I’m back at my desk after 9 days of amazing adventures in Vietnam and Cambodia! It took over 24 hours to make my way across the globe and I’ve been feeling pretty Zombie-like in my post-temple time haze. It hasn’t helped that I got so used to waking up every morning with a big steaming bowl of Pho for breakfast.
But aside from the rice noodles packed with herbs, and other Vietnamese specialties that were relatively healthy, my trip also involved a whole lotta crap. I must have taken down a small village of free Toblerone on the plane rides alone, much to the chagrin of the Cathay Pacific stewardesses. And then there were the daiquiris…
So I don’t need a resolution to hop back on the health train and get back in the swing of some home cooking.
One thing that’s made my back-to-work blues a whole lot less dreary was my big book announcement earlier this week! If you managed to make it through the whole thing, you probably saw that this month I’m focusing on detox, with lesson from the 30 days I went without alcohol, sugar, and caffeine.
Most people this time of year cut out one thing or another, and usually in the food department. While my focus is more on those three basic liver foes, healthy eating is always part of every wellness equation, so I wanted to kick off 2015 with a recipe for this delicious salmon and quinoa bowl.
I’ll talk a little bit more about sustainable seafood during March’s Gut Guilt month, but I will say that one thing I’ve tried to do over the last year is eat less meat. The last New Yorker food issue had a really interesting statistic: back in the 1920’s, the average American ate 4 ounces of meat every 4 days. Now we eat between 4 and 6 ounces everyday.
If you want to eat better quality meat and seafood, and you want to do so without spending a small fortune, your only choice is to cut down on your consumption. I’ve done this in two ways: 1) eat vegetarian for half of my meals and 2) stretch the meat I do invest in by filling up my plate with whole grains and veggies. Either way, steak once again becomes a luxury like back in the 50’s, rather than the centerpiece of your plate.
Making quinoa bowls is one way I like to make a little meat go a long way. In this case, I invested in some beautiful wild Sockeye salmon fillets (on sale at Whole Foods in NYC right now, FYI!!). Instead of the usual 6-ounce portion, I had the fish counter cut these down into thinner fillets so I only had to buy a pound for 4 people. If you see wild salmon on sale, stock up! You can freeze extra portions and have them on hand for quick added protein for your quinoa bowls.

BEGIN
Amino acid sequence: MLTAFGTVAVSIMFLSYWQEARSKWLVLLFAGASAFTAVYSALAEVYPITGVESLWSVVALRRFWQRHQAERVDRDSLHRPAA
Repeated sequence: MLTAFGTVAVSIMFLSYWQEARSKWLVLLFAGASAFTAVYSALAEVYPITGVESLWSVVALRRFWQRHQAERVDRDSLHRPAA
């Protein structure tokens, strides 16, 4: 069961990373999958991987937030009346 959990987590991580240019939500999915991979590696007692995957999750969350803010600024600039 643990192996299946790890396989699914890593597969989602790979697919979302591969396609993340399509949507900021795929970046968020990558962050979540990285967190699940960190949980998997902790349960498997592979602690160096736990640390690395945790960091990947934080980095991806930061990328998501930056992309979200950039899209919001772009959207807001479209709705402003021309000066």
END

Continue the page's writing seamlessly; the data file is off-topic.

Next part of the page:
Below the salmon, my quinoa bowl is a riff on one of my favorite kale salads with chickpeas, currants and carrots. For even more healthy protein and omega-3’s you can add a tablespoon of hemp seeds to the quinoa, which blend right in. The salad keeps really well as a make-ahead side for the week, as does the tahini yogurt sauce you’ll want to generously douse it in.
If you’re hopping on the detox band wagon this month, this salmon and quinoa bowl is exactly what you need to feed your cravings and keep your resolutions in check. For more tips from my Wellness Project, check in later this week for some detox do’s and don’ts!
- 1 cup white quinoa
- 1 bunch Lacinato, Tuscan or dinosaur kale, thick stems removed and thinly sliced
- 1 medium carrot, peeled and thinly sliced
- 2 tablespoons lemon juice
- 2 garlic cloves, minced
- Olive oil
- Sea salt
- 2 cups cooked chickpeas, rinsed and drained if canned
- 1/4 cup dried currants, cranberries or cherries
- 1 tablespoon hemp seeds (optional)
- Four 4-ounce sockeye salmon fillets (skin on)
- 1/4 cup tahini paste
- 1/2 cup water
- 1 tablespoon lemon juice
- 1/2 cup Greek yogurt
- 1/2 teaspoon sea salt
- In a medium saucepan, combine the quinoa and 2 cups water. Bring to a boil, cover, and reduce the heat to low. Cook for 15 minutes, then let stand covered for 10 minutes off the heat. Fluff with a fork and set aside.
- Meanwhile in a large mixing bowl, combine the kale, carrots, lemon juice, garlic, 2 tablespoons of olive oil and 1/2 teaspoon sea salt. With clean hands, toss the kale until very well coated in the lemon and oil. Add the cooked quinoa to the kale along with the chickpeas, dried fruit and hemp seeds (if using). Mix until well-incorporated and taste for seasoning.
- Heat 2 tablespoons of oil in a large nonstick or cast iron skillet. Pat the salmon dry and season with salt. Cook the salmon skin-side down over high heat until nicely browned, 2-3 minutes. Carefully flip the fish and cook for another 2 minutes, until opaque up the sides.
- Divide the quinoa between 4 bowls and top with the seared salmon.
- In a medium mixing bowl, whisk together the ingredients for the sauce until smooth. Add more water as necessary to make the sauce drizzle-friendly. Spoon over the fish and serve immediately.
The quinoa and tahini sauce can be made up to 3 days in advance.